- the University of Pavia was founded in 1361, although a School of Rhetoric is documented since 825. The University of Pavia ( Italian: Università degli Studi di Pavia, UNIPV is a university located in Pavia, Lombardy, Italy. The Centrale Building is a wide block made up by twelve courts of the XV-XIX centuries. The sober façade shifts from barock style to neoclassic. The Big Staircase, the Aula Foscolo, Aula Volta, Aula Scarpa and the Aula Magna are neoclassic too. The Cortile degli Spiriti Magni hosts the statues of some of the most important scholars and alumni. Ancient burial monuments and gravestones of scholars of the XIV-XVI centuries are walled up in the Cortile Voltiano (most stem from demolished churches). The Cortile delle Magnolie holds an ancient pit, the Cortile di Ludovico il Moro has a renaissance loggia, and terracotta decorations: both courts, as well as two more, were the cloisters of the ancient Ospedale di San Matteo. The Orto Botanico dell'Università di Pavia is the university's botanical garden. The Orto Botanico dell'Università di Pavia (20000 m² also known as the Orto Botanico di Pavia, is a Botanical garden maintained by the University of Pavia Botanical gardens grow a wide variety of Plants primarily to categorize and document for scientific purposes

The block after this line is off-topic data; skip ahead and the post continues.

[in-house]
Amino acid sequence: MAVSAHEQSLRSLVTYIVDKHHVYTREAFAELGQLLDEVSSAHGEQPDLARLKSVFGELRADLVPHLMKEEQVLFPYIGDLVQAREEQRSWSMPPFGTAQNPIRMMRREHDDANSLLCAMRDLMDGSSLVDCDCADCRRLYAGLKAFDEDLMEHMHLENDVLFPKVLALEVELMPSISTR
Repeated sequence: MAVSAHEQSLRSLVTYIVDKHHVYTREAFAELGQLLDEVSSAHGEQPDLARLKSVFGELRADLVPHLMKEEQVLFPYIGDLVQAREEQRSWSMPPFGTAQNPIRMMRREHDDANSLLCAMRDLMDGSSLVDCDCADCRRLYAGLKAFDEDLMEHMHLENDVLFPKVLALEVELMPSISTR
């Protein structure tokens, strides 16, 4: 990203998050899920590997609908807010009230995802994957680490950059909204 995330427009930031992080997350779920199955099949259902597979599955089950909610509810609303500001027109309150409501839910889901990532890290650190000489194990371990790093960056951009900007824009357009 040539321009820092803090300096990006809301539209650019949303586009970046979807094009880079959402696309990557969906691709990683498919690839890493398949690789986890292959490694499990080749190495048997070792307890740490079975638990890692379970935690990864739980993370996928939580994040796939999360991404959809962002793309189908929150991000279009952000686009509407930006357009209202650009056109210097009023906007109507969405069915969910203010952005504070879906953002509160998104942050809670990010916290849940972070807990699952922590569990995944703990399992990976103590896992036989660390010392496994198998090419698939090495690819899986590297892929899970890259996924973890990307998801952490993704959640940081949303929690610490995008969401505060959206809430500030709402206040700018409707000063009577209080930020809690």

- The medieval Towers still shape the town skyline. The main clusters still rising are rallied in Piazza Leonardo da Vinci, via Luigi Porta, piazza Collegio Borromeo.
- See also: Category:People from Pavia
People born in Pavia include:
- Lanfranc (c. Lanfranc (c 1005 – 1089 was Archbishop of Canterbury, and a Lombard by extraction 1005 – 1089), abbot and Archibishop of Canterbury
- Gerolamo Cardano (1501–1576), scientist
- Benedetto Cairoli (1825–1889), twice head of the government
- Tranquillo Cremona (1837–1878), painter
- Claudia Muzio (1889–1936), opera singer
- Carlo M. Cipolla (1922–2000), economic historian
People who have lived in Pavia include:
- Media related to Pavia from the Wikimedia Commons. Benedetto Cairoli ( January 28, 1825 &ndash August 8, 1889) was an Italian Statesman. Claudia Muzio ( February 7, 1889 - May 24, 1936) was an Italian operatic Soprano, whose international career was among the Carlo Maria Cipolla (1922-2000 was an Italian Economic historian. Count Alessandro Giuseppe Antonio Anastasio Volta was a Lombard physicist known especially for the development of the first electric cell in Camillo Golgi ( July 7, 1843 &ndash January 21, 1926) was an Italian Physician and Scientist. Albert Einstein ( German: ˈalbɐt ˈaɪ̯nʃtaɪ̯n; English: ˈælbɝt ˈaɪnstaɪn (14 March 1879 – 18 April 1955 was a German -born theoretical
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- A province of Lombardy, Italy.
- The capital of the province of Pavia.